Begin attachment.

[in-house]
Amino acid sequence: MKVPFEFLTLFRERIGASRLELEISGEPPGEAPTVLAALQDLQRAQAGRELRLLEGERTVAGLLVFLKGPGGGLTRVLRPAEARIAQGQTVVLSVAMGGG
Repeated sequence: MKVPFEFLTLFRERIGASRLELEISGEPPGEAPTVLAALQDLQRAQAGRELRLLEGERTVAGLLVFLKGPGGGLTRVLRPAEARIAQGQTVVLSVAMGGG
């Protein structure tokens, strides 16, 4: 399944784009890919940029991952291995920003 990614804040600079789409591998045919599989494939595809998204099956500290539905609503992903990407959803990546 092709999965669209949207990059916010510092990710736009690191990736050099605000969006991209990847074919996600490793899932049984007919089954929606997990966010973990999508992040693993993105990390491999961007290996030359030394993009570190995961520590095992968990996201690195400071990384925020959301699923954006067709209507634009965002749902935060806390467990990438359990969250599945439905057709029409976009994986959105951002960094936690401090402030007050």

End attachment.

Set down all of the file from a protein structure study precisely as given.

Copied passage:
[in-house]
Amino acid sequence: MKVPFEFLTLFRERIGASRLELEISGEPPGEAPTVLAALQDLQRAQAGRELRLLEGERTVAGLLVFLKGPGGGLTRVLRPAEARIAQGQTVVLSVAMGGG
Repeated sequence: MKVPFEFLTLFRERIGASRLELEISGEPPGEAPTVLAALQDLQRAQAGRELRLLEGERTVAGLLVFLKGPGGGLTRVLRPAEARIAQGQTVVLSVAMGGG
């Protein structure tokens, strides 16, 4: 399944784009890919940029991952291995920003 990614804040600079789409591998045919599989494939595809998204099956500290539905609503992903990407959803990546 092709999965669209949207990059916010510092990710736009690191990736050099605000969006991209990847074919996600490793899932049984007919089954929606997990966010973990999508992040693993993105990390491999961007290996030359030394993009570190995961520590095992968990996201690195400071990384925020959301699923954006067709209507634009965002749902935060806390467990990438359990969250599945439905057709029409976009994986959105951002960094936690401090402030007050």